Third Time's The Charm

I can’t believe that I am wrapping up my third incredible week in Athens. I have been here for such a short amount of time, but I already consider this place my home and am dreading having to leave. I have walked around the city so much that I may have to invest in a new pair of tennis shoes before my time here comes to an end! This weekend I hiked up to the Acropolis and got an incredible view of the city. I also managed to stumble upon a theater that was playing the new Spider-Man: Far From Home movie in English (with Greek subtitles) which I was SO excited about. Overall, it’s been a great week, but not for any of the reasons listed above...

My job as a receptionist at AMURTEL has come to an end, but as the saying goes “when one one door closes, another opens.” I was acting as substitute receptionist for Catherine, a paramedic from the UK who has been working in Athens for the past three months with various NGOS that assist refugees and migrants with access to healthcare (including AMURTEL and Medical Volunteers International). I met her for the first time this Tuesday when she resumed her position. She told me that she had been working on compiling a list of places in Athens that offer free healthcare services for low-income populations, refugees, and migrants, and asked me to help organize all the information she had managed to pull together. Although it seems like a simple enough task, when she showed me the document, I was blown away by how many NGOs were operating within Athens! There was MSF (Médecins Sans Frontières, Doctors Without Borders), MDM (Médecines Du Monde, Doctors of the World), Seeds of Humanity, multiple social clinics and social pharmacies… and this doesn’t even begin to cover all the independent specialities general physicians can refer patients to! I worked all week on organizing and dividing the one document into three separate documents (NGOs and GPs, Specialities, and Social Work). The issue was that many of these organizations come-and-go very quickly, some staying for only a few weeks or months until they run out of money and resources. Some of them change addresses, phone numbers, and opening/closing times very regularly so it is difficult to provide accurate, up-to-date information to patients. I believe I will continue working on improving this document throughout next week, trying to correct any old information and adding any new organizations I find along the way.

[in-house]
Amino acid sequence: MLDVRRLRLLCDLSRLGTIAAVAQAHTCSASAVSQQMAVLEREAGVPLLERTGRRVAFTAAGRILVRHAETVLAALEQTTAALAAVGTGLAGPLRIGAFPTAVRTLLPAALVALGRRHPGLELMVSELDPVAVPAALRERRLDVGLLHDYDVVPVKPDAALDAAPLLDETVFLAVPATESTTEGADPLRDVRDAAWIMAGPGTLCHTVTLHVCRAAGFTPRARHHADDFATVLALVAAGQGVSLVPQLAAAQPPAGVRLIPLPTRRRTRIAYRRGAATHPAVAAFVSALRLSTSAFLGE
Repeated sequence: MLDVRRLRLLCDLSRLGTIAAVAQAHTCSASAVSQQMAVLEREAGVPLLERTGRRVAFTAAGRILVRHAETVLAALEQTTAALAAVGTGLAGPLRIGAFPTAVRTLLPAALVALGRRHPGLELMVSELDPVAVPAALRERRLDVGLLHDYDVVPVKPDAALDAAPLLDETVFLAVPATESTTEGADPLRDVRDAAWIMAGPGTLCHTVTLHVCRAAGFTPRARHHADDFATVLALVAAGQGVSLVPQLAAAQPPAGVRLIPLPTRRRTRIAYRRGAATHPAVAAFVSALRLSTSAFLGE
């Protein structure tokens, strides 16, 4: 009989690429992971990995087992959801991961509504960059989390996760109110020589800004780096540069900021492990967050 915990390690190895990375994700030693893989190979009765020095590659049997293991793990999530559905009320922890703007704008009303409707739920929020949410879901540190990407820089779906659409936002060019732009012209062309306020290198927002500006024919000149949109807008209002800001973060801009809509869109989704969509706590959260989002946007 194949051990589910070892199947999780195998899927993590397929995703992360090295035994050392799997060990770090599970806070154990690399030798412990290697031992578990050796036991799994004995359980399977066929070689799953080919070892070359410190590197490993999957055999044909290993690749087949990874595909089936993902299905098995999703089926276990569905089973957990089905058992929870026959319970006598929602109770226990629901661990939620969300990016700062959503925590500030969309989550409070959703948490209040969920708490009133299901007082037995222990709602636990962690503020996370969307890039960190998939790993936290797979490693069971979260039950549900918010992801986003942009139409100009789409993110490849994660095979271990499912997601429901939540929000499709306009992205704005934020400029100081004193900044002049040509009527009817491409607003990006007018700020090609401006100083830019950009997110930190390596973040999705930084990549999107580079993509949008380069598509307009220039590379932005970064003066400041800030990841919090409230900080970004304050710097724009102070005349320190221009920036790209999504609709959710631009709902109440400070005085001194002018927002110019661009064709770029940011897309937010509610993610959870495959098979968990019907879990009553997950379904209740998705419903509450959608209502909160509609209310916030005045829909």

The highlight of my week, however, was when Catherine invited me to come observe/ assist an unofficial street clinic Wednesday evening after work. I told her I was studying biology on a pre-medical track at FSU and can speak (broken) Hindi, and she said that it would be a very unique experience for me to have. Some patients who come to the clinic speak Urdu (similar to Hindi), and she also asked if I could assist with translation. I learned that volunteers within the Athens community gather on Wednesday and Sunday evenings in front of the steps at the Local Municipal Market to help provide for the lower-income, homeless, and refugee/migrant populations. A lot of the people in the area are homeless needle drug users and sex workers and rely on this gathering and the street clinic for basic food, hygiene, medical assistance, and referrals on where to go with more serious health issues. 

So after working at AMURTEL on Wednesday, and after grabbing some delicious falafel pitas for lunch at a local Arabic joint, Catherine and I were on our way to the “steps” outside of the Local Municipal Market. When I arrived, I saw that there was a library van, a mock shower, portable washer/dryer in a van , music playing, food cooking, and a decent amount of people. Besides me and Catherine, who were outside triaging patients, there were three third-year medical students (two from the UK and one from Germany) who worked inside the center with the patients. I can’t even begin to explain how impactful this experience was for me; it was nothing like I had ever seen while volunteering in the United States, and I truly don’t believe that is a way to experience something like this within the United States. I was able to help translate some Urdu successfully (much to my surprise and delight!) and observed patients who came in with some absolutely shocking health problems. One man who came in looked perfectly healthy to me, and after conversing with Catherine for about 20 minutes and exchanging numbers, she explained to me that he had a bullet lodged between his brain and brain stem! He came to ask Catherine for a letter to present to the Greek government as he was seeking to travel out of the country for surgery to remove the bullet, but his interview was 9 months away. With a letter from a doctor, he might be able to move up his interview a little earlier. Another man came in, completely high on morphine, with an enormous stab wound on his abdomen. The wound looked infected and the medical students were concerned that he may be septic because of his elevated temperature. They managed to clean up his wound and gave him some saline tubes to keep the wound clean, but because the patient was a homeless addict, there is not much they were able to do.

I left the clinic at around 9 p.m. and stayed up all night thinking about my experience there. All the cultures and languages coming together to share a meal, volunteers coming together to help their fellow human, and how much the smallest bit of healthcare meant to the patients coming in seeking help. The medical volunteers and organizers who put this clinic and gathering together did not seek fame or glory or recognition, but just out of the goodness of their heart. It was an amazing service opportunity, learning opportunity, and I look forward to continue working with this organization, along with AMURTEL, during my time in Athens.


— Megha Patel